Fasting is one of the traditional practices of Lent. Although the only days on which Catholics are obligated to fast are Ash Wednesday and Good Friday, the practice is encouraged throughout Lent.
For many of us who grew up Catholic, our childhood fasting during Lent took the form of giving up some favorite food item. (“What are you giving up?” was one of the most frequently asked questions of the season.) Giving up chocolate was common. Or soft drinks. The really daring might vow to forego all desserts. The habits of childhood often last well into adulthood; my sister still gives up chocolate every year for Lent and one of my friends gives up beer each Lent.
I don’t mean to minimize such practices. There is value to the discipline of fasting, especially if we do more than the Catholic minimum required definition of fasting, which always sounds to me more like cutting down than fasting. (One full meal and two small meals that together are less than one full meal, and even that is only required on Ash Wednesday and Good Friday.) And feeling hunger when we fast reminds us of the condition many people live with daily, and not as a matter of choice.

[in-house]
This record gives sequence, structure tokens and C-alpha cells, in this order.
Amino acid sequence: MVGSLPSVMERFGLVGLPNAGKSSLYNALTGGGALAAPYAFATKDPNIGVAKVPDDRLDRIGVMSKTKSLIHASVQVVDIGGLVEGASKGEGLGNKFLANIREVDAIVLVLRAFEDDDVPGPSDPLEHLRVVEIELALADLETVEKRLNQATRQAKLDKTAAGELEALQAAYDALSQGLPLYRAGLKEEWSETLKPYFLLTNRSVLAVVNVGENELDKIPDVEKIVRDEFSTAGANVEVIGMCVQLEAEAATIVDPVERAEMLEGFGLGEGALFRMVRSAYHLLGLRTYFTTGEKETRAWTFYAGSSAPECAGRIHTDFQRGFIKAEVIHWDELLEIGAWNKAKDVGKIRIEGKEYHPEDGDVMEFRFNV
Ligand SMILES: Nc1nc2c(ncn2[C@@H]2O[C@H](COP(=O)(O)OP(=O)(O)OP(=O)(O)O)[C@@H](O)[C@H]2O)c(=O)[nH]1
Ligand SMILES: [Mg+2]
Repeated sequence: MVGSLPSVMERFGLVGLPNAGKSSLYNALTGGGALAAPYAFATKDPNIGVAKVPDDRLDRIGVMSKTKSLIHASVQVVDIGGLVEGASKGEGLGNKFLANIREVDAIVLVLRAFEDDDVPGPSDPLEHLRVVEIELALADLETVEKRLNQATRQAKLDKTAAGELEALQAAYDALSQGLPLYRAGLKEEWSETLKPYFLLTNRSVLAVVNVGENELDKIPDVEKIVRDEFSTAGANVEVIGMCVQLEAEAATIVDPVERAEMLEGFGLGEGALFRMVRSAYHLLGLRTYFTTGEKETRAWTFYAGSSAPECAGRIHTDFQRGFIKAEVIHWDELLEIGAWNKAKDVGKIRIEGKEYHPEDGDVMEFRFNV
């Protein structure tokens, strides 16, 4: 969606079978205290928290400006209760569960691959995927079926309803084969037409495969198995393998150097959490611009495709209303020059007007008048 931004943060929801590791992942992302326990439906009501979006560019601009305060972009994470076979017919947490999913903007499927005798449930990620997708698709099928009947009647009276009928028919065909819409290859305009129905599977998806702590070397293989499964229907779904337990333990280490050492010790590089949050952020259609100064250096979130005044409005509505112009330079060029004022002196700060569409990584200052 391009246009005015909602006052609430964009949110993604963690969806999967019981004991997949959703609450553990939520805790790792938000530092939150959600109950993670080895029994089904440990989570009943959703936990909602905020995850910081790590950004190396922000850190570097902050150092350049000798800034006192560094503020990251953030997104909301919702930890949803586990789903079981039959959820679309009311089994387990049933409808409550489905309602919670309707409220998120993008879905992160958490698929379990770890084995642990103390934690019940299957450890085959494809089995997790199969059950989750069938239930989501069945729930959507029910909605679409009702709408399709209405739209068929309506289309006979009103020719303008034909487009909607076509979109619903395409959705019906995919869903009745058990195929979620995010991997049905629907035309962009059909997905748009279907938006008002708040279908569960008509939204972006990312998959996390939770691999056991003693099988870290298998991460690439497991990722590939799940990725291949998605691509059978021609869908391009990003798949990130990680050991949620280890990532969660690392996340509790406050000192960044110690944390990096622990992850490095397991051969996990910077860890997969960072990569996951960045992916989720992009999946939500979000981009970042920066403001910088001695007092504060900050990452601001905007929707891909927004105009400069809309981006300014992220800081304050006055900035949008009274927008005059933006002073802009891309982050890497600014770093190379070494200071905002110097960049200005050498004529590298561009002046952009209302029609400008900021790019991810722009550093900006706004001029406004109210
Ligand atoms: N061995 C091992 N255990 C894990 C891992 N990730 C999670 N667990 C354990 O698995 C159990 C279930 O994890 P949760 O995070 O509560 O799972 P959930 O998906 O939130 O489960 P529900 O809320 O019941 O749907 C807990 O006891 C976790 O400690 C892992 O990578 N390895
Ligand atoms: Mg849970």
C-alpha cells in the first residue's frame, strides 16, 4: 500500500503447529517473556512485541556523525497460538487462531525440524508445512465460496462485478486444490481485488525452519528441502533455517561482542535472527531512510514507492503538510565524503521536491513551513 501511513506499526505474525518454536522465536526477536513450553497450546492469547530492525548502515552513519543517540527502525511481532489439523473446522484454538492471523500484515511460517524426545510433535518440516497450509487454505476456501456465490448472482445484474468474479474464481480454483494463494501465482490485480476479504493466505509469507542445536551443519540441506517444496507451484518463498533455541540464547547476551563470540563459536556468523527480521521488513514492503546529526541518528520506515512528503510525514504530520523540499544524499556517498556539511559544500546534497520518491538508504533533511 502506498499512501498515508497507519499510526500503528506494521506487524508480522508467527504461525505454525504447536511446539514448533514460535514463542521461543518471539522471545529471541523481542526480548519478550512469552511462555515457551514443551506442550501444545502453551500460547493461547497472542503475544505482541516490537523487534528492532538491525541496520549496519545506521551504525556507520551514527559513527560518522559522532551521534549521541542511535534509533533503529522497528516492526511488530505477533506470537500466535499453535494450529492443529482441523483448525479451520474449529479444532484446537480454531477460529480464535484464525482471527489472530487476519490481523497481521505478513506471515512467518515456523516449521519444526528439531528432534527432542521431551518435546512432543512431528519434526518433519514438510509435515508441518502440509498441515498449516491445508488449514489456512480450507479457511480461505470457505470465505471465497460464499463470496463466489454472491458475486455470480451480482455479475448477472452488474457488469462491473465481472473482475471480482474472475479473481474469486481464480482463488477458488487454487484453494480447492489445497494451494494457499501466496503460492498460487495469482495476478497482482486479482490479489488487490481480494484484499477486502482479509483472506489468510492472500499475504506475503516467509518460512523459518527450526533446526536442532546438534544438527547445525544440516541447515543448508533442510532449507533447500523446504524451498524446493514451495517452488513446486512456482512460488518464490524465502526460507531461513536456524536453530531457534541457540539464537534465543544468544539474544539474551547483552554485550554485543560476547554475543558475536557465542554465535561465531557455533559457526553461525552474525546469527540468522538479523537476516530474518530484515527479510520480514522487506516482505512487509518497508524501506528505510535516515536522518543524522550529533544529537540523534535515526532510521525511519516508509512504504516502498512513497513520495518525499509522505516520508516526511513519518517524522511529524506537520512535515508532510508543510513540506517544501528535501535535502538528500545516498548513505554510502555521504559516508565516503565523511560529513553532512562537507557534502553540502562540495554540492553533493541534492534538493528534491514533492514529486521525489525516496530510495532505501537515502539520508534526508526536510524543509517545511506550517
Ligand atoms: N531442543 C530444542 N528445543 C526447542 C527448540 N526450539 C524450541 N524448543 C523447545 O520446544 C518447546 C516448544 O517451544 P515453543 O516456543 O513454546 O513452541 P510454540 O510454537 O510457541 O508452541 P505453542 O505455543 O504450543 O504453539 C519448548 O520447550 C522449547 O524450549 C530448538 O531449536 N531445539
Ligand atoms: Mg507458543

But today’s first mass reading from the Book of Isaiah tells us that that is not necessarily the fasting God seeks of us:
Do you call this a fast acceptable to the Lord? This, rather, is the fasting that I wish: releasing those bound unjustly, untying the thongs of the yoke; Setting free the oppressed, breaking every yoke; Sharing your bread with the hungry, sheltering the oppressed and the homeless; Clothing the naked when you see them, and not turning your back on your own.
By all means, fast during this Lent. Give up a favorite food item, or alcohol or the like if that is a helpful spiritual practice. But think carefully about whether there is something more meaningful than food you can fast from. What kind of fasting does greatest honor to God?